Gov. Christie estimates that Sandy cost New Jersey $29.4 billion in damage and economic losses, from washed-out roadways and waterlogged homes to manning storm shelters. "This preliminary number is based on the best available data, field observations, and geographical mapping," Christie said in a statement released Friday evening. "I will spare no effort and waste no time to rebuild and restore our tourism industry, our transportation and utilities infrastructure, and the lives of our citizens for the long term." The estimate is considered a crucial step for Christie, who recently consulted with governors from Louisiana and Mississippi
President Obama annihilated Mitt Romney in New York City on Election Day, 81 percent to 18 percent, but that result obscures the fascinating tale the precinct-level results tell about the lush diversity of the city and its politics. Fortunately, The New York Times has an analysis of the available precinct-by-precinct data, and offers a great breakdown of how the two candidates fared in various neighborhoods, accompanied by a terrific graphic. Some highlights from the piece: Citywide• In 91 of the city’s 5,286 precincts, Obama won 100 percent of the vote.• East Asian precincts
The battle of the sexes is alive and well. According to Pew Research Center, the share of women ages eighteen to thirty-four that say having a successful marriage is one of the most important things in their lives rose nine percentage points since 1997 – from 28 percent to 37 percent. For men, the opposite occurred. The share voicing this opinion dropped, from 35 percent to 29 percent.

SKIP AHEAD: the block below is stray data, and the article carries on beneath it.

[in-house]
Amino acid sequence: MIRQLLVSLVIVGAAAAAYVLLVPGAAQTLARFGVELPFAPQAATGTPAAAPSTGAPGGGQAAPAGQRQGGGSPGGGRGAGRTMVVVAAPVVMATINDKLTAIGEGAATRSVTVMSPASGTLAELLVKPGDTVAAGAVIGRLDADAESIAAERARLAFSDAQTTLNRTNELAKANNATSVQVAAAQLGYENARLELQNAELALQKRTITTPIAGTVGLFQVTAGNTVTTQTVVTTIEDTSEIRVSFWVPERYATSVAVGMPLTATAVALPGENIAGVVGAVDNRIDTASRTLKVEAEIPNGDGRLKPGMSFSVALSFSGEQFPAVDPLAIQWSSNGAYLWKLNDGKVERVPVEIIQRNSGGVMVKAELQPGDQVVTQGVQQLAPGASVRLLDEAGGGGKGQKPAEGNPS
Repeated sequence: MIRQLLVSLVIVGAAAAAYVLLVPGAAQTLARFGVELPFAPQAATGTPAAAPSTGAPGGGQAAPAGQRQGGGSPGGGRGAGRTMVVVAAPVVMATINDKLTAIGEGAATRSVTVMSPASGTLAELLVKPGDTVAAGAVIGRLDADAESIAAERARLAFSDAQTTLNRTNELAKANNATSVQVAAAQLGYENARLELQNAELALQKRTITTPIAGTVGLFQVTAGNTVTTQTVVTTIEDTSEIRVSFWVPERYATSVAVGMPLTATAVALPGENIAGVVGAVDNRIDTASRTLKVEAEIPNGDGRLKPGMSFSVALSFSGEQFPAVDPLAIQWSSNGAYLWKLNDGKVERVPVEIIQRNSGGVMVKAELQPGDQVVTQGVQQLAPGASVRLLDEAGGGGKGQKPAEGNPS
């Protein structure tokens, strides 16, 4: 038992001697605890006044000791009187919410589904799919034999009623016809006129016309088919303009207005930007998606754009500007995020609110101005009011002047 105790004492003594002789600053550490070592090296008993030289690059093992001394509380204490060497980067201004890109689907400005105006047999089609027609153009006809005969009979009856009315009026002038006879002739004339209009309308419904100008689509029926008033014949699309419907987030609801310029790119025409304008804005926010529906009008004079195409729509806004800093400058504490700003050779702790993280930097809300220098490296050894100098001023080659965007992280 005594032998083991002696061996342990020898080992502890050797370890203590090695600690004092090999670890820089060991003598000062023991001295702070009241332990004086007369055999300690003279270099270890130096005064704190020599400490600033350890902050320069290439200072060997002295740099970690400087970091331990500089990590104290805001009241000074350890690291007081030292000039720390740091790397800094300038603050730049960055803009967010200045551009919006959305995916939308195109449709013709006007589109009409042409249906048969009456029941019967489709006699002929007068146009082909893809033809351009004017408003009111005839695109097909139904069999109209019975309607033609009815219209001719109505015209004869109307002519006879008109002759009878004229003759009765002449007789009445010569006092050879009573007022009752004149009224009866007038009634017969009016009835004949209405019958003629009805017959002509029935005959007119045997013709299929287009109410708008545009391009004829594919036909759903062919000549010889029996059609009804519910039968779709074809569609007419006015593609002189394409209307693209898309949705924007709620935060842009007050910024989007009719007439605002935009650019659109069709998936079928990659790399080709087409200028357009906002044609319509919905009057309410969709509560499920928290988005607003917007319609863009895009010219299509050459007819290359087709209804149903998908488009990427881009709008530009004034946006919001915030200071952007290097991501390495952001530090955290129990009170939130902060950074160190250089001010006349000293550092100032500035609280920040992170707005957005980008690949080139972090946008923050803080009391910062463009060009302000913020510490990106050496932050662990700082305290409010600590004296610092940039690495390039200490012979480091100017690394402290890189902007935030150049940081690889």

In his first interview since becoming the incoming leader of the Anglican Church, Bishop Justin Welby revealed the struggles he had faced as a teenager at Eton, nursing his alcohol-dependant father whose behaviour had become increasingly erratic. Since the age of three, Justin had been brought up alone by his businessman father, Gavin Welby, a divorcee. But he had no idea of his father’s remarkable life story, which The Sunday Telegraph has pieced together for the first time. We were able to inform him that his father had disguised his real name and German-Jewish roots, and invented
In a series of remarkably candid comments, Prince Charles hinted that he feared his legacy as king would be cut short. During a visit to Dumfries House, the stately home in East Ayrshire which the Prince helped save for the nation, he joked about his reputation for pursuing projects with notorious vigour but made a poignant reference to his mortality. He said: “Impatient? Me? What a thing to suggest! Yes of course I am.” He added: “I’ll run out of time soon. I shall have snuffed it if I’m not careful.”
New York — Superstorm Sandy plunged some immigrants living illegally in the U.S. into darkness and even deeper into the shadows. Some of those who need help to get temporary housing and food are afraid to come forward because they risk deportation. And many have returned to damaged, powerless, moldy homes because they have no other place to stay. “My son has asthma and now he is worse. The house has this smell of humidity and sea water,” Mexican immigrant Miguel Alarcon Morales said while holding his 2-year-old son, Josias. “It is not safe to live there. I am starting
Purnea (Bihar): Days after the execution of Pakistani national Ajmal Amir Kasab for the 2008 Mumbai terror attack, the people of Pakistan are in a celebratory mode. There is a village in Bihar that bears the same name as India´s neighbour, Pakistan, and in that little village, with about 35 households and a total population of about 250, residents are happy that justice has finally been done to a man responsible for so many deaths four years ago. (Snip) "People in Pakistan not only distributed sweets and burst crackers but also plan to organise a feast soon to celebrate the hanging of the terrorist,"